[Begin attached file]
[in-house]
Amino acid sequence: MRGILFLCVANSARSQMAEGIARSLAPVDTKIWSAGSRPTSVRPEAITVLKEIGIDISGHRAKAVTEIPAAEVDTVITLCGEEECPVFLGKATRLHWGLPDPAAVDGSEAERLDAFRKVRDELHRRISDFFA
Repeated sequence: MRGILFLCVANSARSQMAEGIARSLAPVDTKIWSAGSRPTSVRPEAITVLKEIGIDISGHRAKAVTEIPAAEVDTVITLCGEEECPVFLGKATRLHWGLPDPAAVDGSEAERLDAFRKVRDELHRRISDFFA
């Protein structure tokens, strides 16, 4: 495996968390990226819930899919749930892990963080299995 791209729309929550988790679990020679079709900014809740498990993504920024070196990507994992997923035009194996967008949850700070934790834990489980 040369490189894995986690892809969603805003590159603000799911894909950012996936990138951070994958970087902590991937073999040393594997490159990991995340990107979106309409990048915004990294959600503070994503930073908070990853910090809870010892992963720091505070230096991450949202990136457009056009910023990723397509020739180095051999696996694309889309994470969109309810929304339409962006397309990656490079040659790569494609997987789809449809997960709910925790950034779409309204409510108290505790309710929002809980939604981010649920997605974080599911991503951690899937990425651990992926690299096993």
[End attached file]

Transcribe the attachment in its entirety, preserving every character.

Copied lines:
[in-house]
Amino acid sequence: MRGILFLCVANSARSQMAEGIARSLAPVDTKIWSAGSRPTSVRPEAITVLKEIGIDISGHRAKAVTEIPAAEVDTVITLCGEEECPVFLGKATRLHWGLPDPAAVDGSEAERLDAFRKVRDELHRRISDFFA
Repeated sequence: MRGILFLCVANSARSQMAEGIARSLAPVDTKIWSAGSRPTSVRPEAITVLKEIGIDISGHRAKAVTEIPAAEVDTVITLCGEEECPVFLGKATRLHWGLPDPAAVDGSEAERLDAFRKVRDELHRRISDFFA
């Protein structure tokens, strides 16, 4: 495996968390990226819930899919749930892990963080299995 791209729309929550988790679990020679079709900014809740498990993504920024070196990507994992997923035009194996967008949850700070934790834990489980 040369490189894995986690892809969603805003590159603000799911894909950012996936990138951070994958970087902590991937073999040393594997490159990991995340990107979106309409990048915004990294959600503070994503930073908070990853910090809870010892992963720091505070230096991450949202990136457009056009910023990723397509020739180095051999696996694309889309994470969109309810929304339409962006397309990656490079040659790569494609997987789809449809997960709910925790950034779409309204409510108290505790309710929002809980939604981010649920997605974080599911991503951690899937990425651990992926690299096993």